The basics of eating to reverse prediabetes
When it comes to smart eating for prediabetes, the foundation is a wholesome nutrient-rich diet. This means incorporating a variety of foods into your meals to ensure you are getting all the essential nutrients your body needs. There are 4 components to your plate to think about:
First and foremost, focus on filling your plate with non-starchy vegetables. These are low in calories and high in fiber, which helps regulate blood sugar levels and promotes satiety. Green veggies are rich in Vitamin K and need to be present at least once a day, minimum! Aim to include a variety of colors, such as leafy greens, peppers, broccoli, and cauliflower, to maximize the nutritional benefits.
In addition to vegetables, include quality proteins in your meals. Protein is made of amino acids that are essential for building and repairing tissues, providing satiety and can help stabilize blood sugar levels.
Healthy fats are also an important component of a prediabetes-friendly diet. Include sources like avocados, nuts, seeds, and olive oil in your meals to provide essential fatty acids and trace nutrients. Vitamin D is most prevalent in fatty fish such as salmon, mackerel, and sardines as well as egg yolks, so including these protein foods multiple times a week is a double win!
What about carbohydrates? This is typically where most people become confused. Some plans advocate elimination of starches and others encourage whole grains instead of refined grains. While carbohydrates need not be eliminated, it is important to choose the highest quality carbs, as they will provide the most nutrients needed to balance blood sugar and often have a lower glycemic load. While lowering the amount of starches on your plate will allow you to keep glucose levels in check and lower insulin, it is unnecessary to go full-blown keto if you have prediabetes. Choose from the most nutrient-dense starches I’ll mention shortly and favor their use in meals earlier in the day or at times when you will be most active.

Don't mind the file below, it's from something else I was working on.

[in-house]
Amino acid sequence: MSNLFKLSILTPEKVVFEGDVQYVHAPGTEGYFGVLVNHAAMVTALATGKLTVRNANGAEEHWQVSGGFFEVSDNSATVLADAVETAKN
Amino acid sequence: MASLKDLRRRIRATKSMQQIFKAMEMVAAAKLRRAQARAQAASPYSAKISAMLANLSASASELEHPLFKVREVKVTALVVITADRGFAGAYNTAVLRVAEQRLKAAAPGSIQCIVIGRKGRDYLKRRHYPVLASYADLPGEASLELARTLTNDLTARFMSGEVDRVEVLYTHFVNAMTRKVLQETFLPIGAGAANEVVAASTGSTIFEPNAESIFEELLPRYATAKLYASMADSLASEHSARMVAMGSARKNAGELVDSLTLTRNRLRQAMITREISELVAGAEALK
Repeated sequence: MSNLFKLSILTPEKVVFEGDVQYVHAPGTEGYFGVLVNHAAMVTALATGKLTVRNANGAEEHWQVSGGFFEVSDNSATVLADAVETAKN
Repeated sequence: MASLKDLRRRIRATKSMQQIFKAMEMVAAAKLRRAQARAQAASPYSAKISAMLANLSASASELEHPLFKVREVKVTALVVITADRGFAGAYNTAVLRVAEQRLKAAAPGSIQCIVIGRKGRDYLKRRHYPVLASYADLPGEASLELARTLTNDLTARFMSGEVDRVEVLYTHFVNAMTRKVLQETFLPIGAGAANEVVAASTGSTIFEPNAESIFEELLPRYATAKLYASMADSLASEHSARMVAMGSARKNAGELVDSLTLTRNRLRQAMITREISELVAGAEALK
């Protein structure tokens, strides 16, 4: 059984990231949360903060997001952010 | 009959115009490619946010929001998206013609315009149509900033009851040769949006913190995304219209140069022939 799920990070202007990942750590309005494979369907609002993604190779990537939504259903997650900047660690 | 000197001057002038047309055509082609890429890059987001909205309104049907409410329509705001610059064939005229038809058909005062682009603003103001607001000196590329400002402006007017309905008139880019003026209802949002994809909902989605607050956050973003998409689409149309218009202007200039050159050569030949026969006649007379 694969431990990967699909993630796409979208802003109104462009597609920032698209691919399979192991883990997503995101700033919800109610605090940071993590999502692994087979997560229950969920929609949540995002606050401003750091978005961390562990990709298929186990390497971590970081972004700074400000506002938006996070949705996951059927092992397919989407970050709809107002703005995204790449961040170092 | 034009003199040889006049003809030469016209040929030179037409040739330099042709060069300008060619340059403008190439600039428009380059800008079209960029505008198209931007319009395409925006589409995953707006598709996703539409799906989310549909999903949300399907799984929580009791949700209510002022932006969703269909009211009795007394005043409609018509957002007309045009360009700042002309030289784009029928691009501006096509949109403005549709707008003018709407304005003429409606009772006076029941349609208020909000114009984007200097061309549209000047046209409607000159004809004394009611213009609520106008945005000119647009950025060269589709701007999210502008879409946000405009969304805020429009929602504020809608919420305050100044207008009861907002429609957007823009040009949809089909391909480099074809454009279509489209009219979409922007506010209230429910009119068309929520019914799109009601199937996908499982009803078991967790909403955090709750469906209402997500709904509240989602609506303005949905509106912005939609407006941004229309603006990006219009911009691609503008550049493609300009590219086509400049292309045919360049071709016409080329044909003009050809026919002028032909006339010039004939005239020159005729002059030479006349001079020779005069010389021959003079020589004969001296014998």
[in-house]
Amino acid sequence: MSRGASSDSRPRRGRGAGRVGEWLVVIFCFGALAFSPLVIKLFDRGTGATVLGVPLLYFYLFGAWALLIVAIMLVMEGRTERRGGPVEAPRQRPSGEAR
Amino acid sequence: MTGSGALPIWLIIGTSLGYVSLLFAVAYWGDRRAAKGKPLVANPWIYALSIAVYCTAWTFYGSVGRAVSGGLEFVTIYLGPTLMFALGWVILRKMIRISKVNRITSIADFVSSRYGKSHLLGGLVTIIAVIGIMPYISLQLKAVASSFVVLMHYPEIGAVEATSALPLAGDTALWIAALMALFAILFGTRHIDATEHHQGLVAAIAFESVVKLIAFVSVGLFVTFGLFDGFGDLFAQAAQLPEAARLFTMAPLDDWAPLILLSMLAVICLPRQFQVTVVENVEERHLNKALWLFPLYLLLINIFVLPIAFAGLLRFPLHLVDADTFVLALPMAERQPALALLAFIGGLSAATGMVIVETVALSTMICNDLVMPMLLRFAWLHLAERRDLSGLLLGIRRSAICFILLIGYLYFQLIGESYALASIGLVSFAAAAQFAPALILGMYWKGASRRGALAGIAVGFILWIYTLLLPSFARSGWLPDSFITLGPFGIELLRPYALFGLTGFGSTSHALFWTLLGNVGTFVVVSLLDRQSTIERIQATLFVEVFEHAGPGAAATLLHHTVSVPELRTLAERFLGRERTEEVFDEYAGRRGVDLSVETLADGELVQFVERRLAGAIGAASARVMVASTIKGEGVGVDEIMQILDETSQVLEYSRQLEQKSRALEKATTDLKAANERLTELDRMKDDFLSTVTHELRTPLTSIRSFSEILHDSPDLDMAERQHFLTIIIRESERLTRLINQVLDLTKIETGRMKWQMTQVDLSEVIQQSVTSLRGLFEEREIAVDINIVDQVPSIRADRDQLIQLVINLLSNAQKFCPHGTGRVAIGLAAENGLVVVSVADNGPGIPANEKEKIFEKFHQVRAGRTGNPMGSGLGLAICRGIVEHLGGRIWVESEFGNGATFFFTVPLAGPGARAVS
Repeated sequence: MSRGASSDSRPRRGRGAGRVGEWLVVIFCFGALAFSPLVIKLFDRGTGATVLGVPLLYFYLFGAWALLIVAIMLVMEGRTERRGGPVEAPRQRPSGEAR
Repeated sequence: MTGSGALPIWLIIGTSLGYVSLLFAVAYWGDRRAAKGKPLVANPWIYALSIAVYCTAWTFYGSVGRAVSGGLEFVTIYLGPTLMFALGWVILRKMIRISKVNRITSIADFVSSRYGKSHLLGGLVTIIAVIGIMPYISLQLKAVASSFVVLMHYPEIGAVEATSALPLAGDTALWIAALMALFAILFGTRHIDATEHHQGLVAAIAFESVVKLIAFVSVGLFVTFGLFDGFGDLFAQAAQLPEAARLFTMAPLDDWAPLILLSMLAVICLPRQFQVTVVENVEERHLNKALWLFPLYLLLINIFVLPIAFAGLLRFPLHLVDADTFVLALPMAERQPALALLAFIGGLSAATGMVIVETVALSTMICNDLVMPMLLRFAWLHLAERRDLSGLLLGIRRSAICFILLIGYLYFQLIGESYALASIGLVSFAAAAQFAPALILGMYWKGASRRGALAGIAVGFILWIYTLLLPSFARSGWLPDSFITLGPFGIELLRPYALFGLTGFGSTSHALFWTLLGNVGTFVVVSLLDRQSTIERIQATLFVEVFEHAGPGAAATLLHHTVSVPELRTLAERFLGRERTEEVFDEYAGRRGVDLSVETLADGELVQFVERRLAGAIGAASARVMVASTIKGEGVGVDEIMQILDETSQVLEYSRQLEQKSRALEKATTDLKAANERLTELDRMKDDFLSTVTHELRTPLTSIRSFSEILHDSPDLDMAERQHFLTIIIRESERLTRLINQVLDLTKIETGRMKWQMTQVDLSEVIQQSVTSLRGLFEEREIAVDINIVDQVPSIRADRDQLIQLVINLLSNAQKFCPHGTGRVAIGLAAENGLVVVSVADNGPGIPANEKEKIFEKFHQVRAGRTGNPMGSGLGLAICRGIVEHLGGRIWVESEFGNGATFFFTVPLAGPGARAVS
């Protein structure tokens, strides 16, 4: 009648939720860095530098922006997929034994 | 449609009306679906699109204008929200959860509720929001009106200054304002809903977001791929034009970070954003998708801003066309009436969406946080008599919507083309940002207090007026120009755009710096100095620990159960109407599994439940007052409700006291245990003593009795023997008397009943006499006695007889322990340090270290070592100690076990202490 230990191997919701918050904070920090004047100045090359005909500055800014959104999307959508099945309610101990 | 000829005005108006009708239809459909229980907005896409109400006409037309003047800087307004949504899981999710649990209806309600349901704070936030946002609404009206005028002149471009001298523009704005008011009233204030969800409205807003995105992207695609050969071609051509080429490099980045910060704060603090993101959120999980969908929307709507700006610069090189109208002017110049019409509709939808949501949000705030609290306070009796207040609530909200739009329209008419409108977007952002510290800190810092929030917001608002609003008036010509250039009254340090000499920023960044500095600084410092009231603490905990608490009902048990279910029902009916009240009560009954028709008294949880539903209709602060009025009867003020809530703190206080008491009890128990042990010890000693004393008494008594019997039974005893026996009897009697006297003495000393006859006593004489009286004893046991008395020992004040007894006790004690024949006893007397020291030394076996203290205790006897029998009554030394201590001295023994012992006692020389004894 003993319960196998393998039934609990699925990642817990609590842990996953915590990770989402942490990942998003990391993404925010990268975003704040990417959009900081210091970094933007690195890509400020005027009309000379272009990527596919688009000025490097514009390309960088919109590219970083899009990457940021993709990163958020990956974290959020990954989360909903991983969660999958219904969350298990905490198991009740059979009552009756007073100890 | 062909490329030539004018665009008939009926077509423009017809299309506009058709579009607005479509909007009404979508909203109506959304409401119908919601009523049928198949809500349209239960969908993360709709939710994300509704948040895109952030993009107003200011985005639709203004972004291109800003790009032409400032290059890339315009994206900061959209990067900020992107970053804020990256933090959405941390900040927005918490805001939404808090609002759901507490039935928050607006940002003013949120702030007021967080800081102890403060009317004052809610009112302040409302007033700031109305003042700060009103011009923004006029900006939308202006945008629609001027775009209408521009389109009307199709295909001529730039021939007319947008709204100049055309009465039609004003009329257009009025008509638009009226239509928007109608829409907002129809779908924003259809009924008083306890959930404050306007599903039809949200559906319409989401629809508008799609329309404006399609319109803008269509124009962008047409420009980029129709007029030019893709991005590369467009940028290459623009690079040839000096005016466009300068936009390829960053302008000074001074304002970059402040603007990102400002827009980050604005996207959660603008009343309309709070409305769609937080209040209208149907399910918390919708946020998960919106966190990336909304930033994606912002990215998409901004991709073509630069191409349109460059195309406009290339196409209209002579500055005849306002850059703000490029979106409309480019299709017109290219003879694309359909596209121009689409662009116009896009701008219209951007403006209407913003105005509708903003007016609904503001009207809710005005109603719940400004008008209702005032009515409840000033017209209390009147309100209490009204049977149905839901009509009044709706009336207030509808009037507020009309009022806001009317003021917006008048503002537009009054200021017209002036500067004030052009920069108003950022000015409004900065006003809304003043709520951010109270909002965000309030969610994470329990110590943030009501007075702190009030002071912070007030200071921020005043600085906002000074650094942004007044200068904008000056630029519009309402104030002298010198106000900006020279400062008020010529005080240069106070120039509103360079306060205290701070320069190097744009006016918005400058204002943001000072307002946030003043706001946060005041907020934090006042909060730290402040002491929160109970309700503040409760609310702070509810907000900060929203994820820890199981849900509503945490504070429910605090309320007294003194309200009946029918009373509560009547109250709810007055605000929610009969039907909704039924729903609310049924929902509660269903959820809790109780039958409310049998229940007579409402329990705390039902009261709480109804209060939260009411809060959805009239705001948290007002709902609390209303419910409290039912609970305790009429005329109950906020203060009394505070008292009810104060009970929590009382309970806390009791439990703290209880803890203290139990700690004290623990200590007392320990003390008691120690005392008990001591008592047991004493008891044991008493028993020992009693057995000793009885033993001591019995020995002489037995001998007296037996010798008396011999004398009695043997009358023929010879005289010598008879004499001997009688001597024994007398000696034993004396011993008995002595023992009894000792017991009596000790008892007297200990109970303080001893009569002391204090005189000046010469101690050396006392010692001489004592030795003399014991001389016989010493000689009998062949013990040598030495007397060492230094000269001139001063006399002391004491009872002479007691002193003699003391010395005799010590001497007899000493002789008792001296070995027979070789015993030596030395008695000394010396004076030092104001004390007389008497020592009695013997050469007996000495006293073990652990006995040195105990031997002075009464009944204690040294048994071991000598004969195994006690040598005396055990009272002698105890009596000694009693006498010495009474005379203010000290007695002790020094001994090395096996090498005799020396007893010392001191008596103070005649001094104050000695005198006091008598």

By adjusting your plate to be mostly vegetables with a larger chunk of protein and a more modest portion of carbohydrates, you’ll find it much easier to have the variety you enjoy while reducing your blood sugars back into optimal range.
Creating a balanced and nutritious meal guide